Diabetic women who become pregnant are four times more likely than other women to deliver babies with birth defects, which include heart disease and spina bifida, a study reveals.
Spina bifida is a defect in which the backbone and spinal canal do not close before birth. A newborn may have a sac sticking out of the mid to lower back.
These findings suggest that higher blood sugar levels in the mother raise the risk. This compares with a risk of one in 50 for women without diabetes, the journal Diabetologia reported.
The study, led by researchers at Newcastle University and the Regional Maternity Survey Office, is based on 401,149 pregnancies, including 1,677 pregnancies in women with diabetes, between 1996 and 2008 in England, according to the Daily Mail.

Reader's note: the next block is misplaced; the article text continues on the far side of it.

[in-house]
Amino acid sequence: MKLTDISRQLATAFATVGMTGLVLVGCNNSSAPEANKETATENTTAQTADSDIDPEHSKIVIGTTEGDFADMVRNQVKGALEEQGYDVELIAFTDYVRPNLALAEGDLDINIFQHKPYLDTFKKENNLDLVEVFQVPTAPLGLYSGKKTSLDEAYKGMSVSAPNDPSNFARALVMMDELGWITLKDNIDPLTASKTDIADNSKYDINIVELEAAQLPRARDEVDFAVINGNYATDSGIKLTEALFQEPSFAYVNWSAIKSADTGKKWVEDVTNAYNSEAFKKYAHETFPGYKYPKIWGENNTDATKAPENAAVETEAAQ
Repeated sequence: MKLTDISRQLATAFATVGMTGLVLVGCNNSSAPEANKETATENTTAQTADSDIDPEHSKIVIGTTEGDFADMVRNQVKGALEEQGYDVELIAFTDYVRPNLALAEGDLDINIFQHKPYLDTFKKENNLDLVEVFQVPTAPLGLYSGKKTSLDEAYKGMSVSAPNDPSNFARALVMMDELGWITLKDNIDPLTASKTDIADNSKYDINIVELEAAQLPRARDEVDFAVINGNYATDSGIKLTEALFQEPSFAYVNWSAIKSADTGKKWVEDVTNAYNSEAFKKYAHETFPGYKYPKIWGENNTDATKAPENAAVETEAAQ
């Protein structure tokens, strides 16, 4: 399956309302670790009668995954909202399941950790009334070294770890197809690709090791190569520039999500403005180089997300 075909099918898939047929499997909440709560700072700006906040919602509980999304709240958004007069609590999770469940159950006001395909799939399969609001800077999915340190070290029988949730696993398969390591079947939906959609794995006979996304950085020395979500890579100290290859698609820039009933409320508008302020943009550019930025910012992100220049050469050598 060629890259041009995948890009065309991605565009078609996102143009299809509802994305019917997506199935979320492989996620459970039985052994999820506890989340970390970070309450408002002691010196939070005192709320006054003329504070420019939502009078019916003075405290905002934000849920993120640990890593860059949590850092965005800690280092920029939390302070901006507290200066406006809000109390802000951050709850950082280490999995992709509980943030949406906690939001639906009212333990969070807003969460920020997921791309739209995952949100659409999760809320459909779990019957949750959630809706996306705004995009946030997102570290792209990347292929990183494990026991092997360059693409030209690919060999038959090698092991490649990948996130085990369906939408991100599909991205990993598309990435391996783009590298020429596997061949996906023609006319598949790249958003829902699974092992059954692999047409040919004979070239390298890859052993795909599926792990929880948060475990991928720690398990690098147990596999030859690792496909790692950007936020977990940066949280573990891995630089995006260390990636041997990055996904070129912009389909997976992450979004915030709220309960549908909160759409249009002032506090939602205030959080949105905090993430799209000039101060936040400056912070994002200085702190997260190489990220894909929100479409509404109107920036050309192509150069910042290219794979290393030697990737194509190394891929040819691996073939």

Researcher Ruth Bell said: “The good news is that, with expert help before and during pregnancy, most women with diabetes will have a healthy baby. The risk of problems can be reduced by taking extra care to have the best possible glucose control before becoming pregnant.”
“Any reduction in high glucose levels is likely to improve the chances of a healthy baby,” said Bell.
Previous research shows having diabetes increases the chance of birth defects, but this is one of the first studies to quantify the effect of glucose levels on risk.